June 17, 2011
"You're beautiful from head to toe, my dear love, beautiful beyond compare, absolutely flawless." Song of Solomon 4:7b (MSG)
The words on Facebook glared back at her. "You are so ugly! You are fat, annoying and I hate you!"
Lindsay just sat there, staring at the screen, baffled. "What did I say? What did I do?"
Maybe this has happened to one of your children, or in some way they've faced this same type of painful rejection. Maybe you have felt it yourself. I recently spotted a t-shirt at the mall that read "You're no one until someone talks about you." What a sad state of affairs.
Growing up in a world where "Mean Girls" and "Gossip Girl" are movie and TV titles, it comes as no surprise that "mean" defines many females today. How can we guard our hearts against this? As a mom, what can we do when our children's hearts are crushed by meanness?
Feeling unaccepted is nothing new. In Song of Solomon 1:5a, we are introduced to a young girl who felt this way: "Don't look down on me because I am dark..." (MSG). She felt rejected. Those feelings are so opposite of what we and our children want to feel. We long to be accepted.
Matthew Henry concludes about this passage in Song of Solomon that we, as represented by the young girl, are "often base and contemptible in the esteem of others, but excellent in the sight of God." 
We can counteract the poison of meanness by remembering who we are in God's eyes. I am excellent in the sight of God and so are you. Song of Solomon 1:5b reveals the tanned girl's acceptance of this truth; she knows full well that her Lord finds her lovely. When I know that I am accepted by the Lord, it puts me exactly where I need to be to slough off insults and to help my child do the same.
When my daughter was in sixth grade, she was 5'10". One day as she got off the school bus, I noticed she was holding back a flood of tears. Once again she had been made fun of for her height.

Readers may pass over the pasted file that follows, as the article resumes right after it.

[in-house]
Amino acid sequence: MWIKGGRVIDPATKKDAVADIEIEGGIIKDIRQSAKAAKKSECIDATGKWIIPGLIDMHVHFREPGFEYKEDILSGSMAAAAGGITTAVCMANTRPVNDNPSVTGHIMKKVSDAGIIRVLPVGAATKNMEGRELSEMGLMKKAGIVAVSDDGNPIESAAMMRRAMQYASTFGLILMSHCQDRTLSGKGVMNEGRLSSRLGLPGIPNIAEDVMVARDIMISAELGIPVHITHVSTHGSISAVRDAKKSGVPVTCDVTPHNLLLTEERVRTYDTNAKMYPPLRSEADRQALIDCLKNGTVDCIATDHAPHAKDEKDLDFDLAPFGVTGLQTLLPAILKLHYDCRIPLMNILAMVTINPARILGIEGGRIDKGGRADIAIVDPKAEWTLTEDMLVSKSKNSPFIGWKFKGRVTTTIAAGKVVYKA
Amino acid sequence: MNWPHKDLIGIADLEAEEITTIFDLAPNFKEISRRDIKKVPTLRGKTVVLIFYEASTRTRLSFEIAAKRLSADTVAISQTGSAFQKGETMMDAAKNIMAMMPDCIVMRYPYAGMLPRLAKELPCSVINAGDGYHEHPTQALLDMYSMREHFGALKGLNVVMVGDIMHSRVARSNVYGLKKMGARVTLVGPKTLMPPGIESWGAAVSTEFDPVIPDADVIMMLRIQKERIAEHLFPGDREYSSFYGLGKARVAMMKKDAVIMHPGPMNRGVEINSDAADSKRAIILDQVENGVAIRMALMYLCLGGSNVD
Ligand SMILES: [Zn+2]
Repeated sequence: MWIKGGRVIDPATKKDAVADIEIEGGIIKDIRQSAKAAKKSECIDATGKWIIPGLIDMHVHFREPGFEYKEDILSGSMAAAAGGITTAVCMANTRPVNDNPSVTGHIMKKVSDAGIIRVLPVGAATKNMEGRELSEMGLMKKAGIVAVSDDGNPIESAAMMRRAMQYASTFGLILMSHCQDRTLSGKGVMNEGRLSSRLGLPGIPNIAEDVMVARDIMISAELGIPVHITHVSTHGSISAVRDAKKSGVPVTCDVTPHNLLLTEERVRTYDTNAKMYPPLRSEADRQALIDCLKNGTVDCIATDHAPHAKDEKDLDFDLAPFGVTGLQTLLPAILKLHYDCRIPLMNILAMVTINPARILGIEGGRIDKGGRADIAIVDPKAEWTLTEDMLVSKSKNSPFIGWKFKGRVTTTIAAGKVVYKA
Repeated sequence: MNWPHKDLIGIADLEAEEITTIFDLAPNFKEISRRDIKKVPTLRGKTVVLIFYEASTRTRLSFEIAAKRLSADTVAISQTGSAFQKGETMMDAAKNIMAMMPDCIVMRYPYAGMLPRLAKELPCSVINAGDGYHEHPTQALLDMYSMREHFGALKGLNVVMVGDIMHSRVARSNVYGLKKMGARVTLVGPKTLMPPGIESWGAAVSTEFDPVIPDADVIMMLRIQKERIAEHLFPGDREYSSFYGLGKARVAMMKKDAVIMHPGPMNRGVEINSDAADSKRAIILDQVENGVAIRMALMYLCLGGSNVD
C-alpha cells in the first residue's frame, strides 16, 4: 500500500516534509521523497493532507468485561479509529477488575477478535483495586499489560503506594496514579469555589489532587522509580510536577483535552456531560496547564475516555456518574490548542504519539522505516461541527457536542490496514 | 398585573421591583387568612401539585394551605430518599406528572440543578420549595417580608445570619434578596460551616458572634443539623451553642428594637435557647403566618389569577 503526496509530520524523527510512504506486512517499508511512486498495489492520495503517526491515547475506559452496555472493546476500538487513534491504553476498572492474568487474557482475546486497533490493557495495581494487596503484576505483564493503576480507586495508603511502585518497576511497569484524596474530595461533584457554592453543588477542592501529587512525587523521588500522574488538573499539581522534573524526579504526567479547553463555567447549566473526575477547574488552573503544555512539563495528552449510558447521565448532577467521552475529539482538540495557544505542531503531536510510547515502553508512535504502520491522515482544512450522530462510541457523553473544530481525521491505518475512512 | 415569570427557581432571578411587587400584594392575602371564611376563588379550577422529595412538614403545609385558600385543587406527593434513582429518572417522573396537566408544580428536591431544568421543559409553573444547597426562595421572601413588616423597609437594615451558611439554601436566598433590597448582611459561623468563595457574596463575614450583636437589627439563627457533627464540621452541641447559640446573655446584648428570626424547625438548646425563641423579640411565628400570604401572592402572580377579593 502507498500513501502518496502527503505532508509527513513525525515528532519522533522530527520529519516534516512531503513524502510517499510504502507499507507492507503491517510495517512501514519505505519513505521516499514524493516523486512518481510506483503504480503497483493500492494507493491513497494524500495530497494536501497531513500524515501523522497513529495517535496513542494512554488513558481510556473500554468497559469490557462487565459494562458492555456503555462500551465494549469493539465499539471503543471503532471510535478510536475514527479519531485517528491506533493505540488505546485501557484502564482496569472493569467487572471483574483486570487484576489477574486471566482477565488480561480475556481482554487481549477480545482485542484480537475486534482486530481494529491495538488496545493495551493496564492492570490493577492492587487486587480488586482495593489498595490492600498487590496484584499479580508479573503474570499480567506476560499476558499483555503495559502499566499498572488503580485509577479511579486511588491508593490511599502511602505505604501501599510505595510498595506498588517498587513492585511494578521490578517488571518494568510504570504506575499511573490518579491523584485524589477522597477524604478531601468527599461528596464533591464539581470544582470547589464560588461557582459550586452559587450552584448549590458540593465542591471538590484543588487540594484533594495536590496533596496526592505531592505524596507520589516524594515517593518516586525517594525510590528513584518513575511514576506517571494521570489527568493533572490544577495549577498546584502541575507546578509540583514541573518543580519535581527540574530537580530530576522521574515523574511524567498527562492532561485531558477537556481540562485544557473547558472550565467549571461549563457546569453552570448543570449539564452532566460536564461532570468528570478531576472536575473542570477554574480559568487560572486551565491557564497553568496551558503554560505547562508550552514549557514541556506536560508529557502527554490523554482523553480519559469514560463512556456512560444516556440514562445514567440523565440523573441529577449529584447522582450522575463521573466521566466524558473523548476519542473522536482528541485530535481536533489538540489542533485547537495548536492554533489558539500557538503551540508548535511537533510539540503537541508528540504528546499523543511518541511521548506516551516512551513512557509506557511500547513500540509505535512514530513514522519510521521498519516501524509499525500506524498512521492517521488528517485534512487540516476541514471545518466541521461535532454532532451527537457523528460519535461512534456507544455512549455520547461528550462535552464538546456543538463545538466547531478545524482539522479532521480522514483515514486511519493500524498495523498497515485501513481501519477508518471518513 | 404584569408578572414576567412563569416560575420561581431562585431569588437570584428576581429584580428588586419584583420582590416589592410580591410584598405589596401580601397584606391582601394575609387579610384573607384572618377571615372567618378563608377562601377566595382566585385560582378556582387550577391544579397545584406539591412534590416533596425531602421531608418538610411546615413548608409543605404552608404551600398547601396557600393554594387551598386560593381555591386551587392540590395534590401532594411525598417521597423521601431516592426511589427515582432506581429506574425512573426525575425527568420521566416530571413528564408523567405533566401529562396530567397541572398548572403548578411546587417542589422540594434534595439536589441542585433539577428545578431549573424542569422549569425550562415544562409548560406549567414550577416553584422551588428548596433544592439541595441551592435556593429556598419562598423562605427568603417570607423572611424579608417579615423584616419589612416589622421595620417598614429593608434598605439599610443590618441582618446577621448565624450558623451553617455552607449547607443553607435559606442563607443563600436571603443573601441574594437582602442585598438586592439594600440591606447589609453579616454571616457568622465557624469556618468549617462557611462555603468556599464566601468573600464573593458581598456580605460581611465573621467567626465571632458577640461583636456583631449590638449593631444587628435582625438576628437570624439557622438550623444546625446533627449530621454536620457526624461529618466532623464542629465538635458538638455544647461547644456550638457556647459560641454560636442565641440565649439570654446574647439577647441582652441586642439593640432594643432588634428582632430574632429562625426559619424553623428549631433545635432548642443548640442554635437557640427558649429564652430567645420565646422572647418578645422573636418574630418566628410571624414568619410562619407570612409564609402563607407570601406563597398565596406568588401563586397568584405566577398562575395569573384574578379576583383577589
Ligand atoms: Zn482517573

On that day, her youth pastor wasn't there. Her teacher, counselor and small group leaders weren't there either. But her mom was. I began telling her how her Father saw her. Sharing truths like these:
• "My beloved is mine, and I am His..." (Song of Solomon 2:16a, NKJV).
• "You're beautiful from head to toe, my dear love, beautiful beyond compare, absolutely flawless" (Song of Solomon 4:7b, MSG).
• "The king is enthralled by your beauty; honor him, for he is your lord" (Psalm 45:11, NIV).
I poured these truths and others into my daughter that day and continue to remind her of them still. I put them everywhere so that together we can read them over and over again. When we feel rejected, these words remind us that we are, in fact, accepted! I pray they will be a sweet reminder for you, and perhaps your daughter, today.
Dear Lord, help me to be purposeful in putting Your truth about who I am into my heart and mind so that am not swayed by the opinions of others. And when the time is right, I can pour Your truth into the hearts and minds of my children and friends. When my child feels rejected, help me remind them that in You they are accepted. In Jesus' Name, Amen.
Do You Know Him?
Do you have a young woman in your life that you want to know this truth? His Revolutionary Love by Lynn Cowell empowers young women to discover God's love in a way that builds confidence, enabling them to make wise choices.
Stop by Lynn's blog today where you can find out more about the online study she is currently doing for mom's and daughter's this summer. Also, enter to win a signed copy of His Revolutionary Love, along with her Revolutionary Love DVD that she's giving away.
Create a list of verses such as the ones above and below to have on hand to review or to share with your child when they are hurting. To read Lynn's favorite list click here!
Choose one verse per week and memorize it with your child. You can speak it to them as they are eating their breakfast in the morning, when they come home from school, and before they go to bed.
If you have your own set of "mean girl" stories, share them with your children so they can know you understand and have been there too. When we're vulnerable with our children, we create an atmosphere where they feel comfortable to open up.
Do I have a strong understanding of how Jesus sees me? How can I pursue learning more about His heart toward me?
Are there young girls or young moms in my life who need me to come along beside them and help them see the truth in this devotion?
Zechariah 2:8, "For this is what the Lord Almighty says, '...for whoever touches you touches the apple of his eye...'" (NIV)
Nahum 1:7, "The Lord is good, a strong refuge when trouble comes. He is close to those who trust in him." (NLT)
© 2011 by Lynn Cowell. All rights reserved.
Originally published Friday, 17 June 2011.